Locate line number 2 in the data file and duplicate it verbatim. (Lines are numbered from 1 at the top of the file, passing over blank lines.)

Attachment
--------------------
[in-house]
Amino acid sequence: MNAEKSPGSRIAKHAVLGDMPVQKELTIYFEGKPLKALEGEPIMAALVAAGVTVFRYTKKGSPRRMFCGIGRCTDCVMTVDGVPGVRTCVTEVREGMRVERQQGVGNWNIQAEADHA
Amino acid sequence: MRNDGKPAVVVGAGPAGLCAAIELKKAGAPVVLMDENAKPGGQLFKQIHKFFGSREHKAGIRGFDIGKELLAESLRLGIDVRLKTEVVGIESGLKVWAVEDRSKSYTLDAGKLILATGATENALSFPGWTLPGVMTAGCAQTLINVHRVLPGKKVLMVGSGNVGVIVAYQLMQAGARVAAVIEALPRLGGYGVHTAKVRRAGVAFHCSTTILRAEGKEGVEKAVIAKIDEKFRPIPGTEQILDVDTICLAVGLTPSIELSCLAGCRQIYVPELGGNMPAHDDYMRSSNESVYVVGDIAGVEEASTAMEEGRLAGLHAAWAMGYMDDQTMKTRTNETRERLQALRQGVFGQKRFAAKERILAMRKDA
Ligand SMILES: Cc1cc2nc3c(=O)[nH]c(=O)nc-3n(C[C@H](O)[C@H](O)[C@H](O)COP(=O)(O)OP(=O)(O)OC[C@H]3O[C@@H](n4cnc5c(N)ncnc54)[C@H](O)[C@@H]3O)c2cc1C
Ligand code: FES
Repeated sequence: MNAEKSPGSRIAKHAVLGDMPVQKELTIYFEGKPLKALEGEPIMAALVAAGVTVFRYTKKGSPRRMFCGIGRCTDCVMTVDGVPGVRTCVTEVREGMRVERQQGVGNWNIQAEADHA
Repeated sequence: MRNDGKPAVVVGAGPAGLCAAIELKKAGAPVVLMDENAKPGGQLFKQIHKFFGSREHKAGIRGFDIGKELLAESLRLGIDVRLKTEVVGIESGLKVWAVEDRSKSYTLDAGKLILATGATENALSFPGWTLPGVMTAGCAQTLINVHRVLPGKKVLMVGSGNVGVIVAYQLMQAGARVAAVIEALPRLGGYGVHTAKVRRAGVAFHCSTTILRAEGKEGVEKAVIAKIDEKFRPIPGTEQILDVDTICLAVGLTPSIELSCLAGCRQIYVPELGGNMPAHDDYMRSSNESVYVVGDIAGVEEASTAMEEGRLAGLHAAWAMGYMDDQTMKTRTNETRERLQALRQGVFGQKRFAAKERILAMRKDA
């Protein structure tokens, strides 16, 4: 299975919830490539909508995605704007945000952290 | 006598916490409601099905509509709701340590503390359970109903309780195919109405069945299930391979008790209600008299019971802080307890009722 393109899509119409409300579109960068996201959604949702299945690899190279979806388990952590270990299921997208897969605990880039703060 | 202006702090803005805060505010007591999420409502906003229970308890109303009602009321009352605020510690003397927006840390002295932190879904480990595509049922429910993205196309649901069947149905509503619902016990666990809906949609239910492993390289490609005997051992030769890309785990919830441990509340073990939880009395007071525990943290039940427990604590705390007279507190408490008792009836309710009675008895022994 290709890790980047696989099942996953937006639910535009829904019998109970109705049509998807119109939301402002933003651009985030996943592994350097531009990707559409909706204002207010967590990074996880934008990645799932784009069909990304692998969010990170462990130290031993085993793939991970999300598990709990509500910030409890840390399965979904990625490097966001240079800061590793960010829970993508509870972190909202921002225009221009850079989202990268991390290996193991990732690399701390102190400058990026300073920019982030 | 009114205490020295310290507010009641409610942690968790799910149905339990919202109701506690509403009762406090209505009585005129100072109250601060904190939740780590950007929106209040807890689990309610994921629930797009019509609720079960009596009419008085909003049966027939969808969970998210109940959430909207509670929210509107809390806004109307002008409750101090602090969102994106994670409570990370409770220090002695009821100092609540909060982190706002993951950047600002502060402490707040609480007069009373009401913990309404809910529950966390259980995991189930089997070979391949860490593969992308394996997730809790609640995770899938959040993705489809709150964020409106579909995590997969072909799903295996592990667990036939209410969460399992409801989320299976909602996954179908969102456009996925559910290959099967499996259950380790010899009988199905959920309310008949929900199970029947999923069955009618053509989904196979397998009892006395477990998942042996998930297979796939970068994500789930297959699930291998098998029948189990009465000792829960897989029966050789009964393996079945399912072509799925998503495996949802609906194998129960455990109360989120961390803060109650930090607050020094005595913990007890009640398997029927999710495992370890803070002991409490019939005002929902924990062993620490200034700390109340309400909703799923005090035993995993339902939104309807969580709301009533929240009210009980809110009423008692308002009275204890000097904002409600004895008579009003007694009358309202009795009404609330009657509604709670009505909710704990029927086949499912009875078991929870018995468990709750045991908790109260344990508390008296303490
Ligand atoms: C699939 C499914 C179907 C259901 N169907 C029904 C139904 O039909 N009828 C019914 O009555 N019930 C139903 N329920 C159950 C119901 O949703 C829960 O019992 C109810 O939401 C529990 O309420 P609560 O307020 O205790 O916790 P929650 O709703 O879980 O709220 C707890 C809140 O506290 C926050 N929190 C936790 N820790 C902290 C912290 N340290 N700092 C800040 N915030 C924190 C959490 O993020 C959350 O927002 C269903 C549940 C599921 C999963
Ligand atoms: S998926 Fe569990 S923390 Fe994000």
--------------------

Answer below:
Amino acid sequence: MNAEKSPGSRIAKHAVLGDMPVQKELTIYFEGKPLKALEGEPIMAALVAAGVTVFRYTKKGSPRRMFCGIGRCTDCVMTVDGVPGVRTCVTEVREGMRVERQQGVGNWNIQAEADHA